By Perry Tannenbaum
In the early days, when Quidam came to Lowe’s Motor Speedway in 2002, I was fairly besotted by everything Cirque du Soleil produced. That summer, my wife Sue and I took in two more Cirque spectaculars in Las Vegas, including my all-time favorite, the water-logged O at the Bellagio, still running 16 years later. We saw Varekai twice in 2005 under Cirque’s signature Grand Chapiteau big-top, up in the Jersey Meadowlands and at another Lowe’s Speedway engagement, before the Montreal-based company proved they could go wrong.
Going for a new kind of audience in a new kind of venue, Cirque brought Delirium to the Bobcats Arena in 2006 – a bombardment of loud music and projection screens targeted at rock concert enthusiasts. That abortion soured me on Cirque for a long time, keeping me away until they explored a new frontier in 2016 when they brought Paramour to Broadway, a Cirque du musical set in Hollywood. Pretty godawful.
Enter Corteo, now at the Spectrum Center. Or is it more accurate to say re-enter Corteo? For this show began life in the vintage year of 2005 under the Grand Chapiteau before its original director of creation, Line Tremblay, teamed with new creator and director Daniele Finzi Pasca to reincarnate Corteo as an arena spectacle in 2016. Pasca’s creds included the closing ceremonies at Winter Olympics in Torino and Sochi before he signed on with Cirque, so his addition was hardly a leap of faith.
The fusion is a smashing success, and I can declare Corteo fits as handsomely into the home of the Bobcats as any previous Cirque effort has fit into the big-top or a big Vegas hotel. Pretty impressive for an extravaganza that sets up, stages seven shows in five days, and eases on down the road. The acrobats, jugglers, and assorted other performers may fluff a stunt or two, but the show moves along with well-oiled perfection technically. Sound levels, lighting cues, projections, curtains, and various electronics never misfired on opening night.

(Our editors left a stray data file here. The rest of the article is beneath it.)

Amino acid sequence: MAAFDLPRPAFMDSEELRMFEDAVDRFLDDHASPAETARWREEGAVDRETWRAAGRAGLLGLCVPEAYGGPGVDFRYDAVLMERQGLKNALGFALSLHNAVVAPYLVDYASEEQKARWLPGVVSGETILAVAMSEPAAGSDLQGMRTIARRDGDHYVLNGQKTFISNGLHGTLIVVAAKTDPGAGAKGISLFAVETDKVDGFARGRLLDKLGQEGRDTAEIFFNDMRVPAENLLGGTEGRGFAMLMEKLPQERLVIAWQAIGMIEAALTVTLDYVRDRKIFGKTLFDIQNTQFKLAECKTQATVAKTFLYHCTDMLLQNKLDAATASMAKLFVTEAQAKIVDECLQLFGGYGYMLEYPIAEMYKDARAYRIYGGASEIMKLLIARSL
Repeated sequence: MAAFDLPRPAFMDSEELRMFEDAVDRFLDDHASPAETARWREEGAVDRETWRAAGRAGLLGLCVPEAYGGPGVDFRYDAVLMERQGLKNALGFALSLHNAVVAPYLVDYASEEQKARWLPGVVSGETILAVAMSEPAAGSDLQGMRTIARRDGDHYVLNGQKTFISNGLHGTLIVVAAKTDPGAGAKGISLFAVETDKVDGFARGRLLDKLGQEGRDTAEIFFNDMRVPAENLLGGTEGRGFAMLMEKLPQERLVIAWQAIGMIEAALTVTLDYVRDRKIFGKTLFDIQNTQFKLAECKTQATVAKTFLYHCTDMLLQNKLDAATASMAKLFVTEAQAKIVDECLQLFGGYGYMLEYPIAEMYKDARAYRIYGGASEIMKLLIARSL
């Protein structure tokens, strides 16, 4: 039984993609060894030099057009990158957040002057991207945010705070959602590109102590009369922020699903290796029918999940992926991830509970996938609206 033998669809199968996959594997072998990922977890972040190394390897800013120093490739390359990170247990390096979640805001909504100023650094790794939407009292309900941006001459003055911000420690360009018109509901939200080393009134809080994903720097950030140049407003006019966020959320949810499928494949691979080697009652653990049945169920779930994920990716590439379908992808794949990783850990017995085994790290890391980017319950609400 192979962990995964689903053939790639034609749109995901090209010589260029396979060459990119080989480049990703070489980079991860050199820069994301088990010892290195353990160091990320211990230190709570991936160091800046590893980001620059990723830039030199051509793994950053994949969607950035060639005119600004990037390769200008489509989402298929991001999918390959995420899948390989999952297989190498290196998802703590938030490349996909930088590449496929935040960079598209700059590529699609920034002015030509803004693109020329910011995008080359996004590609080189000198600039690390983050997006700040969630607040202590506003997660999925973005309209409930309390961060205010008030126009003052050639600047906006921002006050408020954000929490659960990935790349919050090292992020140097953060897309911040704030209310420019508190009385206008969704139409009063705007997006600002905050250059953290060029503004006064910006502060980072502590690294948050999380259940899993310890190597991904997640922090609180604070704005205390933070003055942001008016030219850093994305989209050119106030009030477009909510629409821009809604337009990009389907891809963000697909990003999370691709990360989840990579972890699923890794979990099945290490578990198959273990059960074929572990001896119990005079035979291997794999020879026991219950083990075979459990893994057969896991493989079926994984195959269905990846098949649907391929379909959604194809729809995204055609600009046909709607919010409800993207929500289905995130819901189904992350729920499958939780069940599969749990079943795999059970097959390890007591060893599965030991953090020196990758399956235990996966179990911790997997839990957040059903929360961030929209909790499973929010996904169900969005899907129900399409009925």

Instead of bisecting the arena with a runway, as we saw in Delirium, Pasca and Tremblay plant a circular stage in the middle of the arena that flares out to the wings for entrances and exits. Up above, there are three railways handling more traffic: angels floating in the air, acrobats making dramatic exits, or even a clown riding a bicycle in his heavenly afterlife. Down below, there are concentric circles in the stage that can be triggered to revolve; people and objects that are standing still can glide across the stage or completely circle it. In the middle, there’s a circular trapdoor for sudden disappearances – or in one comical episode, the emergence of an elusive human golfball.
Plot is unabashedly zany. Along with quaint townsfolk and fluttering archangels, not to mention flowers and flickering candles, we gather around the bedside of an ailing Mauro the Dreamer Clown, who imagines – with absolutely no modesty at all – his own grand funeral cortege, his ascension to the heavenly spheres and, since he is a clown, a whole slew of circus acts and comedy shticks that punctuate the proceedings. The mock solemnity of it all had me thinking of the opening of Puccini’s Gianni Schicchi, to be honest. Beds and a trio of overhanging chandeliers quickly turn into acrobatic apparatuses as the gauzy curtains rise from the opening tableau. Amazingly, the more impressive exploits are performed on the beds and their fairly elevated side railings.